We live in interesting times. Ours is a globalised society, full of information and research, high speed data and digital memory. We live in a highly networked social structure, people are living longer, working longer, retiring later. International travel is commonplace. The primary political discussions that take place in parliament are economic. Science ( a modern replacement for ancient concepts such as faith) is treated with deep and furrow-browed scepticism. Our world is shrinking and the sea levels are rising.

Daniel (Ian Meadows) is under pressure. A climate scientist and advisor to the government, there is little he can do to quell the rising tide of anxiety within – the evidence too overwhelming that realism (a dark and inexorable end) is devoid of optimism. When Daniel meets Fiona (Ash Ricardo), a sassy free spirited receptionist, at a political networking event, something deep within him begins to change. A romance blossoms, swells into chaos and delightful discovery. But what is the point of love and in a dying world?

As pressure mounts in the public and political eye, and flippant intimacy with Fiona turns into duty, Daniel’s resolve begins to falter.

This is a portrait of a generational anxiety. An anxiety which is at once tangled up in questions of hope, love, childbirth, human environmental impact, predictions, art, love, career… which at it’s very core speaks to the responsibility which falls on the shoulders of each emerging generation.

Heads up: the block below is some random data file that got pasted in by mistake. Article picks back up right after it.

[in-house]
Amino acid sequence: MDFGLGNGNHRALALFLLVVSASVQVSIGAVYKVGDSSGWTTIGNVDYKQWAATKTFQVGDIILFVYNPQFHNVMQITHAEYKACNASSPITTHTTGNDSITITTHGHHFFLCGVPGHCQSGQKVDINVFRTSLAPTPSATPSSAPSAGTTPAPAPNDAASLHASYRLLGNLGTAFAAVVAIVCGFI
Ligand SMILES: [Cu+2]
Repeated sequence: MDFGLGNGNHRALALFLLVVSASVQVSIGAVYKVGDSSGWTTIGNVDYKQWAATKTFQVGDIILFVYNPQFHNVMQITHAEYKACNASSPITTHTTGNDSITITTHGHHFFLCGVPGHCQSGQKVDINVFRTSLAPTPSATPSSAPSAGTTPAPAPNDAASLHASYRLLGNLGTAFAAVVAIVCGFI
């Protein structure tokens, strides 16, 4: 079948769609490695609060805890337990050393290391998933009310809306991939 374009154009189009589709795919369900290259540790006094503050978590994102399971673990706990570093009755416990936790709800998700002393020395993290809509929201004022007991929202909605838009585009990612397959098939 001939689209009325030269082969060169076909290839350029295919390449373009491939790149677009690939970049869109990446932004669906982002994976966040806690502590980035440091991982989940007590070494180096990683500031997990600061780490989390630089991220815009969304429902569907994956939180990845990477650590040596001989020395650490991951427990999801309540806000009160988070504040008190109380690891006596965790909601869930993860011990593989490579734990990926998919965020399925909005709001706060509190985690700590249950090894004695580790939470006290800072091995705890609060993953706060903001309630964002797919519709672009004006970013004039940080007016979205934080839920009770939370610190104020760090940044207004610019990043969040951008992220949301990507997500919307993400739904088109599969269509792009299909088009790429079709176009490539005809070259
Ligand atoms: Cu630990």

Sandwiched on stage, between two large white slabs (design by David Fleischer) – the world is closing in. Projections flicker (Audio-Visual Designer Steve Toulmin) and hiccup across the ceiling and the floor, Daniel is enveloped by it all – the past, the future and the now.

In many ways this is a staged film – and not too far from its beginnings as a film script (I read an early draft in 2006) and yes Meadows is a very preciously accomplished writer of TV and film) – it’s a naturalistic conversational drama/rom-com. I believe Between Two Waves to be more in the tradition of Andrew Bovell’s When the Rain Stops Falling, than, say a cutting political provocation in the tradition of Stephen Sewell.

Sam Strong’s direction is well-paced and focuses on the dynamic interchange between characters – who orbit around Meadows in a cursory way – exposing flaws and foibles of Daniel. Each scene delivered with a punchy playfulness, whilst monologues unfurl with tender consideration.

Meadows has not written a play designed to show how the world presses itself onto people, nor to show one man’s struggle against a single (or batallion of) antagonist(s). Instead we see the pressure to make sense, to scientifically reconcile competing perspectives with cross-purposed objectives. How does one live a good, ethical, responsible, safe life – in the face of force majeure, mounting personal anxiety, climate change and love? How are we to live? What are we to do to safe guard OUR future, and the future of the world as a larger organism.